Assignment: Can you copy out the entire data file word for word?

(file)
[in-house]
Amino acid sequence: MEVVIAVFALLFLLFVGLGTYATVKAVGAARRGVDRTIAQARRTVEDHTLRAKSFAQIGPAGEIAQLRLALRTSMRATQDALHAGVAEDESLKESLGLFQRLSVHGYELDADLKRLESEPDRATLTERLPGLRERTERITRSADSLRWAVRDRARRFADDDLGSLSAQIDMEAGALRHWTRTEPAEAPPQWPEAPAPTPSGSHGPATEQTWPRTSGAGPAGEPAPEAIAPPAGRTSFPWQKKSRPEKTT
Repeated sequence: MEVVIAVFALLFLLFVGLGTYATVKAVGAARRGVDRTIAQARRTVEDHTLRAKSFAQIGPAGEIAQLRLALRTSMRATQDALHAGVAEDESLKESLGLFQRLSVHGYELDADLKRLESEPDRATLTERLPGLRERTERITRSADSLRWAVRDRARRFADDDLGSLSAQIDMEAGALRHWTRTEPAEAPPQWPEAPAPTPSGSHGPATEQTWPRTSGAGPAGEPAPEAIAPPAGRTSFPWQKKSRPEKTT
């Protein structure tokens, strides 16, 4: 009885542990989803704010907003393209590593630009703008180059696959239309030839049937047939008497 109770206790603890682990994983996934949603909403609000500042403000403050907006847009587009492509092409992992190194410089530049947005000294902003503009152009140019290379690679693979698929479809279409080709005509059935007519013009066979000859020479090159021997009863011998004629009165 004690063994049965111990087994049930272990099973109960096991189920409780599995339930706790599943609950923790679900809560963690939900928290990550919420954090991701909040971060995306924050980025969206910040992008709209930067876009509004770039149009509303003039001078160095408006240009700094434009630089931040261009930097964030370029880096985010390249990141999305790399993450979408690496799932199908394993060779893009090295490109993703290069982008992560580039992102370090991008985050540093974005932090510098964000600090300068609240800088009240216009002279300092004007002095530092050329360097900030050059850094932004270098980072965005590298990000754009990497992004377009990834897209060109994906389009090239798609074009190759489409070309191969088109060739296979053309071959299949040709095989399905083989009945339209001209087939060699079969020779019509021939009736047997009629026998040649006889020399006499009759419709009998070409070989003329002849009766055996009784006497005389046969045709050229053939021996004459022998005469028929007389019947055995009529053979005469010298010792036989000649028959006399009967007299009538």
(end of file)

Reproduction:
[in-house]
Amino acid sequence: MEVVIAVFALLFLLFVGLGTYATVKAVGAARRGVDRTIAQARRTVEDHTLRAKSFAQIGPAGEIAQLRLALRTSMRATQDALHAGVAEDESLKESLGLFQRLSVHGYELDADLKRLESEPDRATLTERLPGLRERTERITRSADSLRWAVRDRARRFADDDLGSLSAQIDMEAGALRHWTRTEPAEAPPQWPEAPAPTPSGSHGPATEQTWPRTSGAGPAGEPAPEAIAPPAGRTSFPWQKKSRPEKTT
Repeated sequence: MEVVIAVFALLFLLFVGLGTYATVKAVGAARRGVDRTIAQARRTVEDHTLRAKSFAQIGPAGEIAQLRLALRTSMRATQDALHAGVAEDESLKESLGLFQRLSVHGYELDADLKRLESEPDRATLTERLPGLRERTERITRSADSLRWAVRDRARRFADDDLGSLSAQIDMEAGALRHWTRTEPAEAPPQWPEAPAPTPSGSHGPATEQTWPRTSGAGPAGEPAPEAIAPPAGRTSFPWQKKSRPEKTT
């Protein structure tokens, strides 16, 4: 009885542990989803704010907003393209590593630009703008180059696959239309030839049937047939008497 109770206790603890682990994983996934949603909403609000500042403000403050907006847009587009492509092409992992190194410089530049947005000294902003503009152009140019290379690679693979698929479809279409080709005509059935007519013009066979000859020479090159021997009863011998004629009165 004690063994049965111990087994049930272990099973109960096991189920409780599995339930706790599943609950923790679900809560963690939900928290990550919420954090991701909040971060995306924050980025969206910040992008709209930067876009509004770039149009509303003039001078160095408006240009700094434009630089931040261009930097964030370029880096985010390249990141999305790399993450979408690496799932199908394993060779893009090295490109993703290069982008992560580039992102370090991008985050540093974005932090510098964000600090300068609240800088009240216009002279300092004007002095530092050329360097900030050059850094932004270098980072965005590298990000754009990497992004377009990834897209060109994906389009090239798609074009190759489409070309191969088109060739296979053309071959299949040709095989399905083989009945339209001209087939060699079969020779019509021939009736047997009629026998040649006889020399006499009759419709009998070409070989003329002849009766055996009784006497005389046969045709050229053939021996004459022998005469028929007389019947055995009529053979005469010298010792036989000649028959006399009967007299009538």